(Copyright © 2006 Piero Scaruffi | Legal restrictions - Termini d'uso )

The End Of Things (2005), 7/10 (EP)
Isolation Loops (2006), 6.5/10
My Electric Family (2009) , 6/10
Bachelorette (2011), 5/10

New Zealand's Annabel Alpers, after a stint with surf-rockers Hawaii Five-O, debuted her project Bachelorette with the EP The End Of Things (Arch Hill, 2005 - Drag City, 2010) and the album Isolation Loops (Mistletone, 2006 - Drag City, 2010), entirely recorded by her on keyboards and computers.

The End of Things is a collection of lyrical, floating psychedelic lullabyes, starting with the upbeat, march-tempo My Electric Husband. A slower synth-pop beat supports the more languid Down in the Street. Love is a Drug is a Neil Young-ian country-rock elegy dissolving through the effects of a drug overdose (with a symphonic shoegazing finale). While Alpers crafts a uniform sound throughout the EP, the structures extend across a rather broad range, from the abstract madrigal Pebbles and Dirt to a slow-motion version of bubblegum pop of the 1960s in Song for a Boy, and from the progressive electronica of On the Four, that sounds like a remix of vintage Yes, to the nostalgic folkish litany of The End of Things.

The general feeling of that EP was transposed to Isolation Loops, with the arrangements further improved but the melodies a little less magical. Duet Minus One, that crosses naive girls-group ditties of the early 1960s with spaced-out psychedelic lullabies of the late 1960s, stands as the archetype for all the songs. Most of them explicitly mimic styles of decades past, from the lightweight pop of A Lifetime to the sleepy country anthem Isolation, culminating with the worst offender, the seven-minute slow-dance serenade Holding Back One. Alpers makes quite an effort to polish her vocal harmonies: they are suspended in thin air in And the Earth Knew Absence, they waltz like in an old-fashioned dancehall in Doo-Wop, they evoke Yes again in Poppacino. The winner, however, might be the one exception to the rule: the surreal atmospheric synth-pop vignette Intergalactic Solitude. Next would be another eccentric construct, the refracted echo chant of Your Magic Air.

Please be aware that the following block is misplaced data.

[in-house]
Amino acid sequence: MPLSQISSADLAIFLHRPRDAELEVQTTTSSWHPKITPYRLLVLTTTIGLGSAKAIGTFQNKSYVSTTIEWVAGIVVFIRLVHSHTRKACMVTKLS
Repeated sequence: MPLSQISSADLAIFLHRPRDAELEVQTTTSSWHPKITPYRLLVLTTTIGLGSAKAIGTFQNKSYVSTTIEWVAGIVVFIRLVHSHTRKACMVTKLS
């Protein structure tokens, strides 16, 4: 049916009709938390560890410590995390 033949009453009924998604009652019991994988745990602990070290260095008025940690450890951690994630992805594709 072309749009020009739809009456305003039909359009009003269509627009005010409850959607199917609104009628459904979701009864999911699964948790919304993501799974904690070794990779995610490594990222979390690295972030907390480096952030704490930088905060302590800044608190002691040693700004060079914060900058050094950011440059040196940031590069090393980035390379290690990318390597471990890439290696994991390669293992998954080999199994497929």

My Electric Family (Drag City, 2009) was a more professional affair that enhanced her retro taste and fully took advantage of her encyclopedic knowledge of popular music, from the soothing cowpunk rhythm and falsetto melody of Instructions for Insomniacs to the multi-part Yes-like harmonies of National Grid, from the twangy girl-group lullaby of Donkey to the Todd Rundgren-ian cabaret of Dream Sequence. Bachelorette is at her best in the more electronic pieces: the Abba-like disco shuffle of Her Rotating Head and especially the catchy disco-funk Mindwarp. Unfortunately there aren't enough ideas to sustain a full-length. As an EP, this would have been a gem.

Annabel Alpers comes through as a poor man's (woman's) Laurie Anderson on Bachelorette (2011), a collection of songs that are artfully camouflaged to sound like electronic experiments when in fact they are simple folkish singalongs (Light Seekers, The Last Boat's Leaving) with the occasional nod at the dance club (Blanket, Polarity Party). The intellectual ambition of Digital Brain and Grow Old With Me is not matched by adequate musical substance.

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(Copyright © 2006 Piero Scaruffi | Legal restrictions - Termini d'uso )
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